Date of Award
Doctor of Philosophy (PhD)
Credibility, Digital media, Journalism, News, Photojournalism, User-generated content
Social and Behavioral Sciences
This study examines the perceived credibility of professional photojournalism in context to the usage of User-Generated Content (UGC) when compared across digital news and social media platforms, by individual news consumers in the United States employing a Q methodology experiment. The literature review studies source credibility as the theoretical framework through which to begin; however, using an inductive design, the data may indicate additional patterns and themes. Credibility as a news concept has been studied in terms of print media, broadcast and cable television, social media, and inline news, both individually and between genres. Very few studies involve audience perceptions of credibility, and even fewer are concerned with visual images.
Using online Q methodology software, this experiment was given to 100 random participants who sorted a total of 40 images labeled with photographer and platform information. The data revealed that audiences do discern the source of the image, in both the platform and the photographer, but also take into consideration the category of news image in their perception of the credibility of an image. The conclusions in this study reveal UGC is an important aspect of our media ecosystem, photographs are deemed more credible when the photographer and the platform are identified as professional. Future research examining source credibility from the audience’s perception utilizing a variety of research methods provides additional opportunities to understand the UGC/Professional phenomenon.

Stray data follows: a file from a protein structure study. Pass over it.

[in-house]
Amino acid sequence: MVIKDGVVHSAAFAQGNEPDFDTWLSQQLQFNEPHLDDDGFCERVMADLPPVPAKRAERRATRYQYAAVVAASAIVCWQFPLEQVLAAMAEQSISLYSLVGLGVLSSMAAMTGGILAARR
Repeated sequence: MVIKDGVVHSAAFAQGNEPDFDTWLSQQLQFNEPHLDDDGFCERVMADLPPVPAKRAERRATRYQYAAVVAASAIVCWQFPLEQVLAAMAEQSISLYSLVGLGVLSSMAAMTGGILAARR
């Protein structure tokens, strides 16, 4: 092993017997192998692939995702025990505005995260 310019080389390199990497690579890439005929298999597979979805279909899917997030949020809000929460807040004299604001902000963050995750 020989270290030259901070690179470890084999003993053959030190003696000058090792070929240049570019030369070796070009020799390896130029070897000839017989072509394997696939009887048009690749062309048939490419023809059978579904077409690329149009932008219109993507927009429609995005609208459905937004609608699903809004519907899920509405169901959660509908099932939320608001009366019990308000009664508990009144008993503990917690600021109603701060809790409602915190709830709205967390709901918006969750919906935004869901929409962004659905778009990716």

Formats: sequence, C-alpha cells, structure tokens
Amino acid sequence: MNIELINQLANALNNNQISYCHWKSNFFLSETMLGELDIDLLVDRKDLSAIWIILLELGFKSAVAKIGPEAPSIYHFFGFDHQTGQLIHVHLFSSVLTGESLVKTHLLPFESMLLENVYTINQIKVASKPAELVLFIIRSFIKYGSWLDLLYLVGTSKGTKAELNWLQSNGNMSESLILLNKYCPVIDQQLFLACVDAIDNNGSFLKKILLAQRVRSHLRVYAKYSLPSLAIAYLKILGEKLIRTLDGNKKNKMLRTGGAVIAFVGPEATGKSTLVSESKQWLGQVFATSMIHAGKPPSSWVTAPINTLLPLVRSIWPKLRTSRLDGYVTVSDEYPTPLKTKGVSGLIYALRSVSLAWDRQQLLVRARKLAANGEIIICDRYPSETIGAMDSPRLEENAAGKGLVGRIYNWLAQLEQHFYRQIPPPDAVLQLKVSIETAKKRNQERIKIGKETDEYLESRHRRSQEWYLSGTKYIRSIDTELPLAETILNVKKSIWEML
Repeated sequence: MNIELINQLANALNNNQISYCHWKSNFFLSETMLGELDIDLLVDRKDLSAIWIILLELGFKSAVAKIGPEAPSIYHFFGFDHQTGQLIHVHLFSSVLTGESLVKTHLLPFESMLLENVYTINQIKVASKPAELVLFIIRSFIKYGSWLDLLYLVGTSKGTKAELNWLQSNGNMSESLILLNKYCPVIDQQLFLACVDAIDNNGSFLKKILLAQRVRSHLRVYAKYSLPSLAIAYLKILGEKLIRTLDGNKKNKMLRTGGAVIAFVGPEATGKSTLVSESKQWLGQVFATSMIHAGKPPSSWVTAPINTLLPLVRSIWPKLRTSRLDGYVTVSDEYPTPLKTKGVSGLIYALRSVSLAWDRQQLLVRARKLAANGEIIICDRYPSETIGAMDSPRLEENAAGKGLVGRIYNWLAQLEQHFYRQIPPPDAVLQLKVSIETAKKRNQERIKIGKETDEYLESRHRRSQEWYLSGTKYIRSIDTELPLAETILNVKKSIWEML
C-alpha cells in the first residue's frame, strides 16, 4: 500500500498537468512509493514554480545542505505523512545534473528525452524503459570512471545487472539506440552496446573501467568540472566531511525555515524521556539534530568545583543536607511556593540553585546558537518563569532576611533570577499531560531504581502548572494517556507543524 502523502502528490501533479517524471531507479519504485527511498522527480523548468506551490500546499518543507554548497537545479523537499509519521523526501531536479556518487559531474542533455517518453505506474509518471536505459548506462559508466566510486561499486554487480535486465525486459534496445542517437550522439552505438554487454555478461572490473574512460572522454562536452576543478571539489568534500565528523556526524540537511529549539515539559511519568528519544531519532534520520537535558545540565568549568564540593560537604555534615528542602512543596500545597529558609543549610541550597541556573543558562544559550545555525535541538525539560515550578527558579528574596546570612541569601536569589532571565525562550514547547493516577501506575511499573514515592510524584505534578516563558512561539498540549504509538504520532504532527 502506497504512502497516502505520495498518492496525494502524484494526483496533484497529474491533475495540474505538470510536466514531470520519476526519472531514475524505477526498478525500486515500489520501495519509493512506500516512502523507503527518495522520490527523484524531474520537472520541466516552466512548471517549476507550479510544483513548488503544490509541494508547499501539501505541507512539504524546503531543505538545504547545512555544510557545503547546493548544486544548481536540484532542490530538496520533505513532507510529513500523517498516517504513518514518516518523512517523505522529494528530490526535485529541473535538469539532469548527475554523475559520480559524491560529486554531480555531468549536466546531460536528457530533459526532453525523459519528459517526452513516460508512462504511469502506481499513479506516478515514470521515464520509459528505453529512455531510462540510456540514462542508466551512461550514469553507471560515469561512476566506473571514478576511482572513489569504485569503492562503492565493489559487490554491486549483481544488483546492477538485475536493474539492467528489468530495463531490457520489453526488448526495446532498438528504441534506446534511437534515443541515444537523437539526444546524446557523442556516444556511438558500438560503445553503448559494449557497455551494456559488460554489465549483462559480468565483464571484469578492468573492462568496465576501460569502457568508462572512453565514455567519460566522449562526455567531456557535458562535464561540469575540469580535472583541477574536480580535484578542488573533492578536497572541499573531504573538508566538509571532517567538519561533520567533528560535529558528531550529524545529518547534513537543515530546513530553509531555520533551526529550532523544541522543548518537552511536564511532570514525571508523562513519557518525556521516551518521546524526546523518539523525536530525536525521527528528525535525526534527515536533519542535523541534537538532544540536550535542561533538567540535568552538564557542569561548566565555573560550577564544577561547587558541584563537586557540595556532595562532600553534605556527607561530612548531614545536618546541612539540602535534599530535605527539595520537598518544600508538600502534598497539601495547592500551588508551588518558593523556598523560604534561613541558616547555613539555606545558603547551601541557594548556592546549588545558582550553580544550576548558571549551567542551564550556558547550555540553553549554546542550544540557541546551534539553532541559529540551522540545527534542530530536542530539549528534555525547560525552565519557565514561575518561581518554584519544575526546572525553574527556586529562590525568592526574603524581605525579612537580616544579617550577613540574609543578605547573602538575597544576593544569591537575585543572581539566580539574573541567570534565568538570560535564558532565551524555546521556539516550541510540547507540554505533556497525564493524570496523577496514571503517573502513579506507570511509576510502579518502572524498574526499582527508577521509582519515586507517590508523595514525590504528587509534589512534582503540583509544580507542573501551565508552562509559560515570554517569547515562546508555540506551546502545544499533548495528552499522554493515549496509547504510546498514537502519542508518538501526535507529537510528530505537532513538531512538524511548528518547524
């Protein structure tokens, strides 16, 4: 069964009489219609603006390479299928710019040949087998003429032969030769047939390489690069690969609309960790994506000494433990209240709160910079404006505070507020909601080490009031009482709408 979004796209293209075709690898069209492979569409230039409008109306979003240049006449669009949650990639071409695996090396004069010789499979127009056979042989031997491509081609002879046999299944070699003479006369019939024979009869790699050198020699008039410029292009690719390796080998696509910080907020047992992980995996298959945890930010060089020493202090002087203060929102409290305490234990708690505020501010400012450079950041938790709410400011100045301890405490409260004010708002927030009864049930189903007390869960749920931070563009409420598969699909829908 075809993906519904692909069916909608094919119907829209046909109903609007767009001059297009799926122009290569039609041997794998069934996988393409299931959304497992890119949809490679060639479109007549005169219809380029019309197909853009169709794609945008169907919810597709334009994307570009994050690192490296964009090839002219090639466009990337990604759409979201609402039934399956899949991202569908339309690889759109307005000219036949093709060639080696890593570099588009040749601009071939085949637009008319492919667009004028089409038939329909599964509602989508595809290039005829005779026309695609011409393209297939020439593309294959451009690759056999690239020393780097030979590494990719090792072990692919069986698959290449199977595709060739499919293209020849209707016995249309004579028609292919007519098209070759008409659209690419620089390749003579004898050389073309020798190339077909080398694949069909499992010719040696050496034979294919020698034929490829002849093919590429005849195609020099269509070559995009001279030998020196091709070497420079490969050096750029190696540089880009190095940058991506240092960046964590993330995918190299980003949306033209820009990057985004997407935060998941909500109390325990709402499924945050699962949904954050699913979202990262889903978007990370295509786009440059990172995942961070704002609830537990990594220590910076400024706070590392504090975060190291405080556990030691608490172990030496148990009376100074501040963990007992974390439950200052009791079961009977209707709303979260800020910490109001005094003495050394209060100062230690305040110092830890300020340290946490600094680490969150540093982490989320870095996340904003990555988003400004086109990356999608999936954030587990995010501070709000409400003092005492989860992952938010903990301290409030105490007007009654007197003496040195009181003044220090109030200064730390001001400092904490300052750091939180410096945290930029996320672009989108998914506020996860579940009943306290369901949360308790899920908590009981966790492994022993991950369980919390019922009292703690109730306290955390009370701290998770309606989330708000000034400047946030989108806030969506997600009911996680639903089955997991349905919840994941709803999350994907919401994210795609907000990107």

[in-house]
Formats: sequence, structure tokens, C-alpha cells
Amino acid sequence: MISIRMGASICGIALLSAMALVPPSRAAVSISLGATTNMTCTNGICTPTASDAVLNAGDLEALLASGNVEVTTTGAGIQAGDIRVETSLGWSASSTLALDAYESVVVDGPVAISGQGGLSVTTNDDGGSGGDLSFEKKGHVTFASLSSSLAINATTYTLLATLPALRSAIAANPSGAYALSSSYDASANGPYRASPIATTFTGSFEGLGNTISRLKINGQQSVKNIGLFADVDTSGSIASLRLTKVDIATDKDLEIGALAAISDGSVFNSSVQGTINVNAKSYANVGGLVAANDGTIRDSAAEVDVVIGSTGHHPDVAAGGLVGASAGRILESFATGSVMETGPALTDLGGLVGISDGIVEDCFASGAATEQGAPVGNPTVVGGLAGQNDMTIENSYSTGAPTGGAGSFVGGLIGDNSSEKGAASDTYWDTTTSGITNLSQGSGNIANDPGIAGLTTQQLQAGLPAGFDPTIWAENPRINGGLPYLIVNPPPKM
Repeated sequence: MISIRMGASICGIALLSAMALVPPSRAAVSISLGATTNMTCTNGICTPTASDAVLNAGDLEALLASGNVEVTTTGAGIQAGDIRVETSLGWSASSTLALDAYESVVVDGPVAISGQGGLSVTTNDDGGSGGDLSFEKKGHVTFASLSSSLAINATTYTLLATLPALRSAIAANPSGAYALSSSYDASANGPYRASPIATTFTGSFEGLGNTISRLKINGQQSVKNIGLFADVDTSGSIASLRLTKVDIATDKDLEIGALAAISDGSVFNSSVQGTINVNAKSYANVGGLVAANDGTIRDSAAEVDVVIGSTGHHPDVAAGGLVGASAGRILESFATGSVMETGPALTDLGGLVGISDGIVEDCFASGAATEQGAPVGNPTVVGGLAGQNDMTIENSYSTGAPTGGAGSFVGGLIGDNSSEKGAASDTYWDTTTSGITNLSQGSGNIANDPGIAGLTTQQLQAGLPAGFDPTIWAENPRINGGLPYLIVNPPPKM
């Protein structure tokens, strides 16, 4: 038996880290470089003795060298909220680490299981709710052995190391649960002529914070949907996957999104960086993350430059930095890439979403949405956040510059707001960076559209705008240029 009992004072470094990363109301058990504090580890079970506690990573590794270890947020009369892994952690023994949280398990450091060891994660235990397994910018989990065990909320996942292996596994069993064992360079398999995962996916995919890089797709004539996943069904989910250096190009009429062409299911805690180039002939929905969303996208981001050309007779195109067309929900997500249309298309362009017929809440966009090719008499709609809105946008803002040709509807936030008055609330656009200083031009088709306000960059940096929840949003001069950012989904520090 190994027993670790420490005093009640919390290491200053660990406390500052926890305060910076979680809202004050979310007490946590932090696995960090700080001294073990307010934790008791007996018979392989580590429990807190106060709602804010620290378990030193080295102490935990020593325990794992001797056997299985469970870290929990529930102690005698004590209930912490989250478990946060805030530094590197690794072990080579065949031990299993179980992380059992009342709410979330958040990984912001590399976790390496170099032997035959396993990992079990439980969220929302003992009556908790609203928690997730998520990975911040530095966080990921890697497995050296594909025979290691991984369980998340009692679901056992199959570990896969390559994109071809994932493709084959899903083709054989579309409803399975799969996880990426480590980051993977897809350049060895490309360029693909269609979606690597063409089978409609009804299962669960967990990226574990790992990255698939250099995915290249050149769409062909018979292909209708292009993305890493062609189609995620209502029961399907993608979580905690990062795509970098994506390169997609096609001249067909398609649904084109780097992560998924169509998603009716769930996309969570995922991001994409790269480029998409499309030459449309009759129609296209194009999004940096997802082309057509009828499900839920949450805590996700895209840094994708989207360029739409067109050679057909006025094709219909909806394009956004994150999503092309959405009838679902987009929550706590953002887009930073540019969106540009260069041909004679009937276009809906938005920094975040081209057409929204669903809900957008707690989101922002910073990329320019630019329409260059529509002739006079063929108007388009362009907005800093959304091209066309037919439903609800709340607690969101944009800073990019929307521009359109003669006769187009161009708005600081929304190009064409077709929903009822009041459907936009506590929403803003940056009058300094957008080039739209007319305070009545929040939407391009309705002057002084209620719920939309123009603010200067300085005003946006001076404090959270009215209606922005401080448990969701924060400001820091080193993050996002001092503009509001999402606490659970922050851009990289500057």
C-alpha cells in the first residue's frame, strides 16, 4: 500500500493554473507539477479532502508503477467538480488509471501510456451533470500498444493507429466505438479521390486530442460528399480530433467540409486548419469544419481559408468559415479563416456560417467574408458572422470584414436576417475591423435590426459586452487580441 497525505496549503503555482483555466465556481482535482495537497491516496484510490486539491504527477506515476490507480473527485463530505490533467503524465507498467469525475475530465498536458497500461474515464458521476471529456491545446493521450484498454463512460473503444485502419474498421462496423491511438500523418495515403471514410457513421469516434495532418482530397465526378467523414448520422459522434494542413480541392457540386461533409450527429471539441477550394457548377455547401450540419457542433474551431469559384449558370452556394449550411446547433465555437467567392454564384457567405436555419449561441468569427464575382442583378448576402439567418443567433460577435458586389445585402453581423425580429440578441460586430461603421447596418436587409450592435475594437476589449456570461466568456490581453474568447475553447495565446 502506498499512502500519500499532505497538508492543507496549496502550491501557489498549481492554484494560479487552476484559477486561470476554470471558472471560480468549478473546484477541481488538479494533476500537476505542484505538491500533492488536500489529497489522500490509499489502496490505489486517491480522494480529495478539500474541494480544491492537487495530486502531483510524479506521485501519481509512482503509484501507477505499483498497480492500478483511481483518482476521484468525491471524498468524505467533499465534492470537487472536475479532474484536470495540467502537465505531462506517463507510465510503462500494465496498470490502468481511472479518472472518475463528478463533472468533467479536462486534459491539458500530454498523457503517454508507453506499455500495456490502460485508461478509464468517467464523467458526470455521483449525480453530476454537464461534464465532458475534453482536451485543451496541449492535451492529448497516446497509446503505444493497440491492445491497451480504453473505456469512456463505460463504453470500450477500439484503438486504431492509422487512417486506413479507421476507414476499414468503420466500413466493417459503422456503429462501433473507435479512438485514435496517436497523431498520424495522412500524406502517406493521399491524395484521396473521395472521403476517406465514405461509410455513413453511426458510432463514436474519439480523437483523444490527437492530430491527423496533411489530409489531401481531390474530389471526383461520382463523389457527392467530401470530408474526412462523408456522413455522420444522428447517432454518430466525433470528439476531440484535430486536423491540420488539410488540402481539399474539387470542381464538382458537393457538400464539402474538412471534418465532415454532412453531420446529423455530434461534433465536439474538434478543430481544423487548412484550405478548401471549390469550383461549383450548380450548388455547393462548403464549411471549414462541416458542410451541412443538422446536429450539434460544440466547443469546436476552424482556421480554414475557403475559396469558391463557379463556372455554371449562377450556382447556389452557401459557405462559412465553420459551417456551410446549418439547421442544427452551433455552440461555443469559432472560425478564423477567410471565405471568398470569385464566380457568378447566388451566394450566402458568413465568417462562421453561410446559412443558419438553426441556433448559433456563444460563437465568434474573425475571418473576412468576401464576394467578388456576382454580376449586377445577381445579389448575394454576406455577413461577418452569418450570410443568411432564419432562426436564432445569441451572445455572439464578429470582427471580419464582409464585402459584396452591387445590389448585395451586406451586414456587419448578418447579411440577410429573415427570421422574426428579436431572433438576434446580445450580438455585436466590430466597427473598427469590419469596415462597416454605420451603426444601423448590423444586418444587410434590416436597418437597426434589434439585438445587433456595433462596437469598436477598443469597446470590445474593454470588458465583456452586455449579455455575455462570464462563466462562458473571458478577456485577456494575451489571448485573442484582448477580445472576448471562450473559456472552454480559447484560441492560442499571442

Gayle, Gina, "THE PERCEIVED CREDIBILITY OF PROFESSIONAL PHOTOJOURNALISM COMPARED TO USER-GENERATED CONTENT AMONG AMERICAN NEWS MEDIA AUDIENCES" (2020). Dissertations - ALL. 1212.